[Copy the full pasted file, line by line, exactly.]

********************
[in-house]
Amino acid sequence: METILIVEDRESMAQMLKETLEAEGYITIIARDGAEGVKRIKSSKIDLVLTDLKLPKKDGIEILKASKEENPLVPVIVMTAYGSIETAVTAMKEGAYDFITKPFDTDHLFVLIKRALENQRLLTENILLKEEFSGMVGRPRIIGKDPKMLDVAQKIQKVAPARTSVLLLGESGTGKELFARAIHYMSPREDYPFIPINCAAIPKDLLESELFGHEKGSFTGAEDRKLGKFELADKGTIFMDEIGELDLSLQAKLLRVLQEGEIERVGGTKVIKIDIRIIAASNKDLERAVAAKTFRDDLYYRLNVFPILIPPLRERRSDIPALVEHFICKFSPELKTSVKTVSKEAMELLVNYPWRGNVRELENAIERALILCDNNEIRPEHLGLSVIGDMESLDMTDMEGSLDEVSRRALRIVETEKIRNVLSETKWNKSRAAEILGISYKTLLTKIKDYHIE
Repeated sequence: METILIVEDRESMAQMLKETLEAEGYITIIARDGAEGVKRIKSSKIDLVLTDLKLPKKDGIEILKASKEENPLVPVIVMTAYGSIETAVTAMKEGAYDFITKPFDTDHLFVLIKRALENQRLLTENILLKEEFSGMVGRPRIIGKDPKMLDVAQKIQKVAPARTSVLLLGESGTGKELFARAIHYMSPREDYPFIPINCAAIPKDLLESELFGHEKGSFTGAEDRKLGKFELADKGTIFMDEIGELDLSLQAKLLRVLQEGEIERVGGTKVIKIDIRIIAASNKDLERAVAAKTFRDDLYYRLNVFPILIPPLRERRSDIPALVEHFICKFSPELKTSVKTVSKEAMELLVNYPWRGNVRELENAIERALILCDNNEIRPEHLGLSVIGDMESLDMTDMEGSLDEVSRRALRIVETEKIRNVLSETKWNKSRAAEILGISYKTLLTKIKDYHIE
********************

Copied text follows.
[in-house]
Amino acid sequence: METILIVEDRESMAQMLKETLEAEGYITIIARDGAEGVKRIKSSKIDLVLTDLKLPKKDGIEILKASKEENPLVPVIVMTAYGSIETAVTAMKEGAYDFITKPFDTDHLFVLIKRALENQRLLTENILLKEEFSGMVGRPRIIGKDPKMLDVAQKIQKVAPARTSVLLLGESGTGKELFARAIHYMSPREDYPFIPINCAAIPKDLLESELFGHEKGSFTGAEDRKLGKFELADKGTIFMDEIGELDLSLQAKLLRVLQEGEIERVGGTKVIKIDIRIIAASNKDLERAVAAKTFRDDLYYRLNVFPILIPPLRERRSDIPALVEHFICKFSPELKTSVKTVSKEAMELLVNYPWRGNVRELENAIERALILCDNNEIRPEHLGLSVIGDMESLDMTDMEGSLDEVSRRALRIVETEKIRNVLSETKWNKSRAAEILGISYKTLLTKIKDYHIE
Repeated sequence: METILIVEDRESMAQMLKETLEAEGYITIIARDGAEGVKRIKSSKIDLVLTDLKLPKKDGIEILKASKEENPLVPVIVMTAYGSIETAVTAMKEGAYDFITKPFDTDHLFVLIKRALENQRLLTENILLKEEFSGMVGRPRIIGKDPKMLDVAQKIQKVAPARTSVLLLGESGTGKELFARAIHYMSPREDYPFIPINCAAIPKDLLESELFGHEKGSFTGAEDRKLGKFELADKGTIFMDEIGELDLSLQAKLLRVLQEGEIERVGGTKVIKIDIRIIAASNKDLERAVAAKTFRDDLYYRLNVFPILIPPLRERRSDIPALVEHFICKFSPELKTSVKTVSKEAMELLVNYPWRGNVRELENAIERALILCDNNEIRPEHLGLSVIGDMESLDMTDMEGSLDEVSRRALRIVETEKIRNVLSETKWNKSRAAEILGISYKTLLTKIKDYHIE